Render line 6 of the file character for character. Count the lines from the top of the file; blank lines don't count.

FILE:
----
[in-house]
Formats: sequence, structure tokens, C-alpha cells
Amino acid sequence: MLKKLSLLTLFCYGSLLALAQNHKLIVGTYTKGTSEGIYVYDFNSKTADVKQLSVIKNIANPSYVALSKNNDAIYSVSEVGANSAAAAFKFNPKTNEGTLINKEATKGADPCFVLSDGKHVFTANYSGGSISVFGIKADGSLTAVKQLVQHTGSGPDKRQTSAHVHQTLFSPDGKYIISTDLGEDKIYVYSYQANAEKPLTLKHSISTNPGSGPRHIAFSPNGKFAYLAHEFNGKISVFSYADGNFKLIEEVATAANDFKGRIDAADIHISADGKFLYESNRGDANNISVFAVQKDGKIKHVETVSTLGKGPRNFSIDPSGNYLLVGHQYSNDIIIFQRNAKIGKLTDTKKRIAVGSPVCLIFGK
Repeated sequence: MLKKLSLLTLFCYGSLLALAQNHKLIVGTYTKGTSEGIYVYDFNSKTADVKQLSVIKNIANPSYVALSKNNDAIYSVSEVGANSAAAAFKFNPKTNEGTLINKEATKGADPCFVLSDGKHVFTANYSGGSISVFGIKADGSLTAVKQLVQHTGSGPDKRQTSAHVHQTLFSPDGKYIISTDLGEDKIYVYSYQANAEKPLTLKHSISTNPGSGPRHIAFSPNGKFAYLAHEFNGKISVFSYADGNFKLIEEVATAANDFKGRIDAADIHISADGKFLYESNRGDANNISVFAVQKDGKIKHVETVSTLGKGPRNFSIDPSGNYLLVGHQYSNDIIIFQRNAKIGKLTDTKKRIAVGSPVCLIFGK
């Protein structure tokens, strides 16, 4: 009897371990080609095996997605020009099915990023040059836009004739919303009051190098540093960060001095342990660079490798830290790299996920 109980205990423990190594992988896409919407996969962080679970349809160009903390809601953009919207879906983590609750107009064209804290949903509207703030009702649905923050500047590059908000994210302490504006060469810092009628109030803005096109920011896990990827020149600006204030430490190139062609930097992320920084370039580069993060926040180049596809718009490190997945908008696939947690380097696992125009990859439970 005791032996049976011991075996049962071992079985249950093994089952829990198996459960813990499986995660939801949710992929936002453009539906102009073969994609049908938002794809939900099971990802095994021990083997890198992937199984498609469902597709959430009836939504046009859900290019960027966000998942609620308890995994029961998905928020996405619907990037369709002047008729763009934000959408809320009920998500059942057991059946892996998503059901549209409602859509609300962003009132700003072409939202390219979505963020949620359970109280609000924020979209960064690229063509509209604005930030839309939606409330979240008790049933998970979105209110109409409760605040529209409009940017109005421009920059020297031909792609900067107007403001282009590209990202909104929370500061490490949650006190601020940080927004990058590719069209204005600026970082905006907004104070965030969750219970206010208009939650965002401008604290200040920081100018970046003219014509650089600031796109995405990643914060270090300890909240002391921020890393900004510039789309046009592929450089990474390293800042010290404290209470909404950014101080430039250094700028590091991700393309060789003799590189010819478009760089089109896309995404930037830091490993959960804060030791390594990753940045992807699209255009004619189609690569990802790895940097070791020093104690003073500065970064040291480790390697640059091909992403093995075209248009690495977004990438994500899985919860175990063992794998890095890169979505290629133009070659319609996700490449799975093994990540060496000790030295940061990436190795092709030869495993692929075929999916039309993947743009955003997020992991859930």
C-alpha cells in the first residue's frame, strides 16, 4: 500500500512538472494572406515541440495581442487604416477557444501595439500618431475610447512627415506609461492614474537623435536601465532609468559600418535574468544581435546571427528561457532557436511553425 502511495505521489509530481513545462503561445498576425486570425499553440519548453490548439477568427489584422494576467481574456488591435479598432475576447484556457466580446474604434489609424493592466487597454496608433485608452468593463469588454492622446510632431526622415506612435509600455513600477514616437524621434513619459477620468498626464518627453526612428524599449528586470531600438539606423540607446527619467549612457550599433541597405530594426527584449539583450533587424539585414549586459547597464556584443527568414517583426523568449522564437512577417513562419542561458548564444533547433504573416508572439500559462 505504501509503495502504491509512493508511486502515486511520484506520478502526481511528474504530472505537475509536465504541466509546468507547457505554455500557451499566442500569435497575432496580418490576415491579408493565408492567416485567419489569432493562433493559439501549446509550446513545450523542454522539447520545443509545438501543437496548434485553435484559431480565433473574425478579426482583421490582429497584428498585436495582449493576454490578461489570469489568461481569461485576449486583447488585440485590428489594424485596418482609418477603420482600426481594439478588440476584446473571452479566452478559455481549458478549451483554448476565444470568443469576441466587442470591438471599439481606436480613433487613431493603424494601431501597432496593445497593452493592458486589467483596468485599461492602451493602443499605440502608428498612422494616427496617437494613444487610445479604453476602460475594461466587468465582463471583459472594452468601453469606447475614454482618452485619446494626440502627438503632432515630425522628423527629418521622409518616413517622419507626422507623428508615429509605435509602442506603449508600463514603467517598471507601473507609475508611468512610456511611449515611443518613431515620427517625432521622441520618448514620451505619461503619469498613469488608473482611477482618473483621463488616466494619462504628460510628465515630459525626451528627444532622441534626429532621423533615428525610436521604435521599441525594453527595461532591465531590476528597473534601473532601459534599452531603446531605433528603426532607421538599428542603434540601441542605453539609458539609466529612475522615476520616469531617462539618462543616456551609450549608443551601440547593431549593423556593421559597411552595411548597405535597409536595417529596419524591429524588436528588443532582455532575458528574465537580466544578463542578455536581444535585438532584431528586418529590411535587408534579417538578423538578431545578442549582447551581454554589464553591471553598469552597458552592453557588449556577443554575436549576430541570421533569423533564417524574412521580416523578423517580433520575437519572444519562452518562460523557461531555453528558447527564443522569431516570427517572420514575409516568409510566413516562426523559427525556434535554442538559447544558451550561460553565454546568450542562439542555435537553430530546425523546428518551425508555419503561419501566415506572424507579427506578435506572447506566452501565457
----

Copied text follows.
C-alpha cells in the first residue's frame, strides 16, 4: 500500500512538472494572406515541440495581442487604416477557444501595439500618431475610447512627415506609461492614474537623435536601465532609468559600418535574468544581435546571427528561457532557436511553425 502511495505521489509530481513545462503561445498576425486570425499553440519548453490548439477568427489584422494576467481574456488591435479598432475576447484556457466580446474604434489609424493592466487597454496608433485608452468593463469588454492622446510632431526622415506612435509600455513600477514616437524621434513619459477620468498626464518627453526612428524599449528586470531600438539606423540607446527619467549612457550599433541597405530594426527584449539583450533587424539585414549586459547597464556584443527568414517583426523568449522564437512577417513562419542561458548564444533547433504573416508572439500559462 505504501509503495502504491509512493508511486502515486511520484506520478502526481511528474504530472505537475509536465504541466509546468507547457505554455500557451499566442500569435497575432496580418490576415491579408493565408492567416485567419489569432493562433493559439501549446509550446513545450523542454522539447520545443509545438501543437496548434485553435484559431480565433473574425478579426482583421490582429497584428498585436495582449493576454490578461489570469489568461481569461485576449486583447488585440485590428489594424485596418482609418477603420482600426481594439478588440476584446473571452479566452478559455481549458478549451483554448476565444470568443469576441466587442470591438471599439481606436480613433487613431493603424494601431501597432496593445497593452493592458486589467483596468485599461492602451493602443499605440502608428498612422494616427496617437494613444487610445479604453476602460475594461466587468465582463471583459472594452468601453469606447475614454482618452485619446494626440502627438503632432515630425522628423527629418521622409518616413517622419507626422507623428508615429509605435509602442506603449508600463514603467517598471507601473507609475508611468512610456511611449515611443518613431515620427517625432521622441520618448514620451505619461503619469498613469488608473482611477482618473483621463488616466494619462504628460510628465515630459525626451528627444532622441534626429532621423533615428525610436521604435521599441525594453527595461532591465531590476528597473534601473532601459534599452531603446531605433528603426532607421538599428542603434540601441542605453539609458539609466529612475522615476520616469531617462539618462543616456551609450549608443551601440547593431549593423556593421559597411552595411548597405535597409536595417529596419524591429524588436528588443532582455532575458528574465537580466544578463542578455536581444535585438532584431528586418529590411535587408534579417538578423538578431545578442549582447551581454554589464553591471553598469552597458552592453557588449556577443554575436549576430541570421533569423533564417524574412521580416523578423517580433520575437519572444519562452518562460523557461531555453528558447527564443522569431516570427517572420514575409516568409510566413516562426523559427525556434535554442538559447544558451550561460553565454546568450542562439542555435537553430530546425523546428518551425508555419503561419501566415506572424507579427506578435506572447506566452501565457